Take part in everything you can possibly be involved in with your children. School activities, sports, recitals, doctor/dental appointments—all that stuff. Take the exciting events with the mundane. Show up. Don’t give up.The continuity of this will make a big difference in the long run.
- Take back control.
How? Start with the little things (see above). One of the biggest things we lose as moms during divorce is ‘control’. That may be control of money, decisions regarding the children, time with the children and lastly, what the children do when they’re away from you. It’s all out of our control.
Instead of focusing on this loss, take control of the things you can. For example, control things in your own life first. Your surroundings, your work, your hobbies…this will give you more power. The more powerful you feel, the more confident you will be and this will lead to positive decision making.
- Become a legal advocate for yourself.
You would be surprised how much you can do yourself, legally speaking. For example, I have written an article titled Deadbeat 911, on how to get your child support as a self represented litigant. I’ve attached legal forms that are filled out as an example.
You may not qualify for legal aid but there are legal experts at courthouses that help self represented persons on various legal matters, often in family law. They are called ‘duty counsels’ here in Canada but I’m sure there are similar lawyers in U.S. and U.K.
Another way to do this is to find a lawyer who is willing to review your work before you file it and basically work with you on a limited scope. This will also save you thousands of dollars.
I think everyone should have the ability to file an application in court. Why? Because having the knowledge and confidence to deal with certain legal issues on your own is a powerful tool when dealing with an ex who has unlimited monetary resources. It’s the ideal time to attain necessary knowledge and experience in order to avoid being completely victimized.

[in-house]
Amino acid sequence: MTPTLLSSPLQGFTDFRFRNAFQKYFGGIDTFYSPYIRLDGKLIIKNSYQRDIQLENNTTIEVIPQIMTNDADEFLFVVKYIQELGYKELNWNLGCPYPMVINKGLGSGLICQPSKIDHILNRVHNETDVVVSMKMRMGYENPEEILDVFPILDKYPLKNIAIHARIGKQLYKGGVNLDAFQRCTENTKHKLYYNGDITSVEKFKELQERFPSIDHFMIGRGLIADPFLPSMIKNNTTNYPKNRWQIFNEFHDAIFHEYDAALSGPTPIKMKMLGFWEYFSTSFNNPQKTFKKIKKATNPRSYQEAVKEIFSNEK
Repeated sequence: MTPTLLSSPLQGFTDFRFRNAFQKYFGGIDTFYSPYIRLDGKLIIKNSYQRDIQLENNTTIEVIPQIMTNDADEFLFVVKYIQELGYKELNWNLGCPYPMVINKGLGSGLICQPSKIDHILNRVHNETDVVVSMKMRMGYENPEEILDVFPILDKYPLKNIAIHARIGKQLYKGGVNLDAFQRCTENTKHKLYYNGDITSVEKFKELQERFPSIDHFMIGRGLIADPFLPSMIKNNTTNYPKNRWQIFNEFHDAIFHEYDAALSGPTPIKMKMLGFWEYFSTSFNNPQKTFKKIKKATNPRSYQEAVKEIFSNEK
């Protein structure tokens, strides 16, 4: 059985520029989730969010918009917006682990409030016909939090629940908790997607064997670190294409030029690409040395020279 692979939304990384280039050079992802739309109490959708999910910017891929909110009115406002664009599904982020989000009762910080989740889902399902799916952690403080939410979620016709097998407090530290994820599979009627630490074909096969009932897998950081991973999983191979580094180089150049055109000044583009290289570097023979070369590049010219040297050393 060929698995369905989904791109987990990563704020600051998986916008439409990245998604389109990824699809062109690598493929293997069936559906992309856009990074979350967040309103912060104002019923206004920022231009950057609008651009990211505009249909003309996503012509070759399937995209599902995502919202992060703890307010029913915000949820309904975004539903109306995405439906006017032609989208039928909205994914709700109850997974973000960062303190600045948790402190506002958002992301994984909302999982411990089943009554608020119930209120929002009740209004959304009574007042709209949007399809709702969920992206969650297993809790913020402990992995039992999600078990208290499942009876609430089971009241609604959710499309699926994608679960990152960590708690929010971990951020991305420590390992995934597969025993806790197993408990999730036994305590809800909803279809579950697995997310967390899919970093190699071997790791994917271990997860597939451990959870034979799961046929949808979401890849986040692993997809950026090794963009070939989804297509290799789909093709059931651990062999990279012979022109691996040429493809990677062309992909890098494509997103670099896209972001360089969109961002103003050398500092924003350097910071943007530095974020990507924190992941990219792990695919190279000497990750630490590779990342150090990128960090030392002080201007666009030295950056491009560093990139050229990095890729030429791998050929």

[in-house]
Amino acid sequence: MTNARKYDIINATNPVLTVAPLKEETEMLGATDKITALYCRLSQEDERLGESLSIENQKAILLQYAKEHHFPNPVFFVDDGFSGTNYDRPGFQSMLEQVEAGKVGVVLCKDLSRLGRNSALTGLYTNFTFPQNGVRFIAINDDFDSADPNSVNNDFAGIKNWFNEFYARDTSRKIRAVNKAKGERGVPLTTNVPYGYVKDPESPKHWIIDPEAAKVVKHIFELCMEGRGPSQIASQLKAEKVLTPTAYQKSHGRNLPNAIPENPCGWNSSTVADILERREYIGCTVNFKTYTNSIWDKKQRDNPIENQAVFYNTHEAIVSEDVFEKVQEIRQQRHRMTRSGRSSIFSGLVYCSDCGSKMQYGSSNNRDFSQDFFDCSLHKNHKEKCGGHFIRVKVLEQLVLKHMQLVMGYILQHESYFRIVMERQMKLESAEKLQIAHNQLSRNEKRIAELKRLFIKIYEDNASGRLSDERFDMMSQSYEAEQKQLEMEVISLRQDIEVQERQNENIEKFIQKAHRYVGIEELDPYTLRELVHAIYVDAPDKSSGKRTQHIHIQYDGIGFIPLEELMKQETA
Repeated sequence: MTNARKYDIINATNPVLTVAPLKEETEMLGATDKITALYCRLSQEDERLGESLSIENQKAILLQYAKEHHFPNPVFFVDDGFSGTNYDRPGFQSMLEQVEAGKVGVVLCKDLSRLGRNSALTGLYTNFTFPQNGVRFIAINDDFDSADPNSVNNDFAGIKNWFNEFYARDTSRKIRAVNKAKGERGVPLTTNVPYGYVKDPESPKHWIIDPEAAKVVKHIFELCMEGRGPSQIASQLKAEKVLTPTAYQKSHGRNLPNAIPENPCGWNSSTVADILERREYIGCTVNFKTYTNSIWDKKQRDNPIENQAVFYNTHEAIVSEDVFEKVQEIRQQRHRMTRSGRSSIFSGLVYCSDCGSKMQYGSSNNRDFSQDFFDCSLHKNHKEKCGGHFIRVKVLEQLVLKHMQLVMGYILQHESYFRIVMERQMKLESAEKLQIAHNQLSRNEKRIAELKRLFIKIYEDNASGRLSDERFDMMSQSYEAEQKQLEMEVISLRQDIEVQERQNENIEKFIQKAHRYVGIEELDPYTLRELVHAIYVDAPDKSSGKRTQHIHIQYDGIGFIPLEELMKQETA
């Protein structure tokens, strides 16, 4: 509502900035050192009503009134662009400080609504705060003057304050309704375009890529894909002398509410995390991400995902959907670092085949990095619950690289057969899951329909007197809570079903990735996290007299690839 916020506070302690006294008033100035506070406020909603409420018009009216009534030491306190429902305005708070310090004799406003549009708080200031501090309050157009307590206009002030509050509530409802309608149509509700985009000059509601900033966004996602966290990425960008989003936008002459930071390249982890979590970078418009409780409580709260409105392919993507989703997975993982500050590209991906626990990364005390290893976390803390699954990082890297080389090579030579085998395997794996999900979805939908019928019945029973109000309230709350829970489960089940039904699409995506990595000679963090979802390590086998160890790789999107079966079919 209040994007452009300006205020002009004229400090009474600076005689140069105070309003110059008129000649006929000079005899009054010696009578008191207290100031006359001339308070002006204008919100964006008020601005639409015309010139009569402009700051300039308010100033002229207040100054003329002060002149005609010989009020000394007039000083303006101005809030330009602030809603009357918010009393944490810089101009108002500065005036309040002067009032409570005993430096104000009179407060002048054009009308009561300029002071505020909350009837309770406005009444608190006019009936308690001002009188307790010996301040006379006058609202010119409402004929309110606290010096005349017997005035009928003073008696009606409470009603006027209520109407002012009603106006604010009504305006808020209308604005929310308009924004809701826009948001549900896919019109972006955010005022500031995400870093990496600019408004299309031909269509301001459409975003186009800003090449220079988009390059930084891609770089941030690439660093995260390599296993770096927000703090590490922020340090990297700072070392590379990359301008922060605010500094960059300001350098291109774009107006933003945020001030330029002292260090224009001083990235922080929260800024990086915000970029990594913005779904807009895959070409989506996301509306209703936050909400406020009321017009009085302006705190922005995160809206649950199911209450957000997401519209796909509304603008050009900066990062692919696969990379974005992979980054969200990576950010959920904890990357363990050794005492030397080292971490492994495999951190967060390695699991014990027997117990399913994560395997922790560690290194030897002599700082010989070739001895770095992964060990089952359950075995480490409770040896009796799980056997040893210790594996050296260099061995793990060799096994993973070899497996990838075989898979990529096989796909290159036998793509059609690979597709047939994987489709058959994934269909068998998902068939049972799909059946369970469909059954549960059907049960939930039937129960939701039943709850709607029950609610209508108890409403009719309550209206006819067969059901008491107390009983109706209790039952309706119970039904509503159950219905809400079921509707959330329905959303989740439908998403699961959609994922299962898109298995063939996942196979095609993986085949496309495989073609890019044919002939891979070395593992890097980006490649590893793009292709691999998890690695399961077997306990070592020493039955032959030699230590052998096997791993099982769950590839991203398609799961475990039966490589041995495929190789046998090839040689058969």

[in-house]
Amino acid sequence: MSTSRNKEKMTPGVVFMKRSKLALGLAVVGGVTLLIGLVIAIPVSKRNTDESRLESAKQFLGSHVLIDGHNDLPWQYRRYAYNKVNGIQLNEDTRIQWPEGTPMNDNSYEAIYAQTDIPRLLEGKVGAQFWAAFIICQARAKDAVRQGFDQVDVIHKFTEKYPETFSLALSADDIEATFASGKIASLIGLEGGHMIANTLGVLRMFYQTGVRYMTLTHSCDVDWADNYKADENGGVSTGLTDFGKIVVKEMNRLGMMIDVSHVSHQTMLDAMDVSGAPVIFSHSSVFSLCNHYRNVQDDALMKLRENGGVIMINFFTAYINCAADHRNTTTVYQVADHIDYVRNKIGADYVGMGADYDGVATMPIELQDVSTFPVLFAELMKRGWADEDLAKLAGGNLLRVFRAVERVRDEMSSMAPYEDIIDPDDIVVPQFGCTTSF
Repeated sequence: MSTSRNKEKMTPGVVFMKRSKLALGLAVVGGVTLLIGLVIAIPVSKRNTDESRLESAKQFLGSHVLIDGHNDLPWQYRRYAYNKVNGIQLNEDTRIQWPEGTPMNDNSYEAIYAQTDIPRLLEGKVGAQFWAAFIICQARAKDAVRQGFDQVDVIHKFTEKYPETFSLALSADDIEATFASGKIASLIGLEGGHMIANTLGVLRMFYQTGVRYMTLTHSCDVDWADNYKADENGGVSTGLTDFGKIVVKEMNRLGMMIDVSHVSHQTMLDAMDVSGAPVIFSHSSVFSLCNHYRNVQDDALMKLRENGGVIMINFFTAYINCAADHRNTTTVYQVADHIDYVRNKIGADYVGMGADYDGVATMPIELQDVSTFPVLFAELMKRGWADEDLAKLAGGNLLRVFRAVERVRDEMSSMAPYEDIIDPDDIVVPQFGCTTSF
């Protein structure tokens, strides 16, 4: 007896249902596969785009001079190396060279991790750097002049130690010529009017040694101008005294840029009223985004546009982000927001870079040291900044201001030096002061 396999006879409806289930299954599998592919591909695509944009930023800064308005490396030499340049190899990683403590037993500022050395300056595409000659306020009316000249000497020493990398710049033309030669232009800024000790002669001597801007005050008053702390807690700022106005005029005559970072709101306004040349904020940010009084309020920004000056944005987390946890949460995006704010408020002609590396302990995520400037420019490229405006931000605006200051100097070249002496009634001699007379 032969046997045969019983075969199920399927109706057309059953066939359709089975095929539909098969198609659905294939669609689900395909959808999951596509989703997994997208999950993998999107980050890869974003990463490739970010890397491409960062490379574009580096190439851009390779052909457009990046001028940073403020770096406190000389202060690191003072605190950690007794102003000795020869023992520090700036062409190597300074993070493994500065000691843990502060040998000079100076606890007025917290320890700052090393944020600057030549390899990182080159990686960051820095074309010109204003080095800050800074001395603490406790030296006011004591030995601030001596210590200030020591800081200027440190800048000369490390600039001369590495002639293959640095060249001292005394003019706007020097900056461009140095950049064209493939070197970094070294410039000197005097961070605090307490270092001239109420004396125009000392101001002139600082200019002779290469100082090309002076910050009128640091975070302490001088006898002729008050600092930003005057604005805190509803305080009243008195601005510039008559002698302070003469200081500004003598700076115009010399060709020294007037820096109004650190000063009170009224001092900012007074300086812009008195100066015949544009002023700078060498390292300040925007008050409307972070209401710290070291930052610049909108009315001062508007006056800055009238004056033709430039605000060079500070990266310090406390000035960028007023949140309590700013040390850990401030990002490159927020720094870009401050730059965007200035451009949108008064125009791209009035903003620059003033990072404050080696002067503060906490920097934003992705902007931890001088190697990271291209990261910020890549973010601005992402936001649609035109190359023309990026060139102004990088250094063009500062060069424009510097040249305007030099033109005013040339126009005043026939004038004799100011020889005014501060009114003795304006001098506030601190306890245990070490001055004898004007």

You don’t have to be powerless to the legal system.
- Be the best version of you.
Although it may sound counter-intuitive, having less time with your kids is an opportunity. It means you have more time for yourself. That’s something that we’re not accustomed to. It can take some getting used to if you were a full-time SAHM (stay at home mom).
There is hope.
It will be painful and lonely at first but if you take a positive view, it will be the beginning a beautiful friendship—with yourself. This will allow you to be an even better mom. You 3.0. So, now is the time to learn something new, be open to meeting new people, or re-discover your passions.
Losing custody of her children is the most painful experience a mother can have. Not only is it like losing a limb (or 2 or 3) but it goes against societal norms of motherhood, often making the non-custodial mom feel like an outcast.
Furthermore, in situations where a mom has been railroaded by a litigious ex with lots of money, it’s even more frustrating. In spite of it all though, we have to focus on what we can control. We’re still mothers whether our kids are at dad’s or with us. We can also take some legal control to a certain extent, easing our financial burden as well as giving us some power and control over our situation.
Focus on the time you do have with your kids.
Always be there for them.
You will always be their mother no matter how close or how far.
Above all else, be good to yourself because you are worthy.
Do you know or are you a non-custodial mom? Please add your thoughts…